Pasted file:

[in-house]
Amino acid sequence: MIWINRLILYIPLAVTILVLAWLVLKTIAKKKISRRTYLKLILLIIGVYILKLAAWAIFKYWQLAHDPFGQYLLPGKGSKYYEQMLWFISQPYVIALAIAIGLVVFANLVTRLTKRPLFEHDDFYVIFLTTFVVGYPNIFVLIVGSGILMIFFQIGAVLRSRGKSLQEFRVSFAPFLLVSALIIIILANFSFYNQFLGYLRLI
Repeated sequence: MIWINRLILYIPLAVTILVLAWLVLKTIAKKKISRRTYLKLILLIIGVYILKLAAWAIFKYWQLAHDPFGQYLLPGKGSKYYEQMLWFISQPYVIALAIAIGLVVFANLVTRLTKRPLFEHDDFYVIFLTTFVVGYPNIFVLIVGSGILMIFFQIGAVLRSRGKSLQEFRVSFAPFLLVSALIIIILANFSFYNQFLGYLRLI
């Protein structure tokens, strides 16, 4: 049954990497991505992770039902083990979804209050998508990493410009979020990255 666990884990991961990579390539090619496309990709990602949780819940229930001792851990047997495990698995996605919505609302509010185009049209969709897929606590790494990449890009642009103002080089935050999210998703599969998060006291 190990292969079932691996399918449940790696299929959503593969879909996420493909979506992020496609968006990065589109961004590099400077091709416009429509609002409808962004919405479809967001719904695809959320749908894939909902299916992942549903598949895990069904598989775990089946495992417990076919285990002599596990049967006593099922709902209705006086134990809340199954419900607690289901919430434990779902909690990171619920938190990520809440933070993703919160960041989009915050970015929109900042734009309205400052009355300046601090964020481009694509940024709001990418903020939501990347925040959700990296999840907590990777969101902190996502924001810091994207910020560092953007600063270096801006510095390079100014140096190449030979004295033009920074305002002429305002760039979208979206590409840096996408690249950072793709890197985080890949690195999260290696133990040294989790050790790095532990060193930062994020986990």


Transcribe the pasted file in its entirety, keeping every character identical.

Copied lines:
[in-house]
Amino acid sequence: MIWINRLILYIPLAVTILVLAWLVLKTIAKKKISRRTYLKLILLIIGVYILKLAAWAIFKYWQLAHDPFGQYLLPGKGSKYYEQMLWFISQPYVIALAIAIGLVVFANLVTRLTKRPLFEHDDFYVIFLTTFVVGYPNIFVLIVGSGILMIFFQIGAVLRSRGKSLQEFRVSFAPFLLVSALIIIILANFSFYNQFLGYLRLI
Repeated sequence: MIWINRLILYIPLAVTILVLAWLVLKTIAKKKISRRTYLKLILLIIGVYILKLAAWAIFKYWQLAHDPFGQYLLPGKGSKYYEQMLWFISQPYVIALAIAIGLVVFANLVTRLTKRPLFEHDDFYVIFLTTFVVGYPNIFVLIVGSGILMIFFQIGAVLRSRGKSLQEFRVSFAPFLLVSALIIIILANFSFYNQFLGYLRLI
């Protein structure tokens, strides 16, 4: 049954990497991505992770039902083990979804209050998508990493410009979020990255 666990884990991961990579390539090619496309990709990602949780819940229930001792851990047997495990698995996605919505609302509010185009049209969709897929606590790494990449890009642009103002080089935050999210998703599969998060006291 190990292969079932691996399918449940790696299929959503593969879909996420493909979506992020496609968006990065589109961004590099400077091709416009429509609002409808962004919405479809967001719904695809959320749908894939909902299916992942549903598949895990069904598989775990089946495992417990076919285990002599596990049967006593099922709902209705006086134990809340199954419900607690289901919430434990779902909690990171619920938190990520809440933070993703919160960041989009915050970015929109900042734009309205400052009355300046601090964020481009694509940024709001990418903020939501990347925040959700990296999840907590990777969101902190996502924001810091994207910020560092953007600063270096801006510095390079100014140096190449030979004295033009920074305002002429305002760039979208979206590409840096996408690249950072793709890197985080890949690195999260290696133990040294989790050790790095532990060193930062994020986990």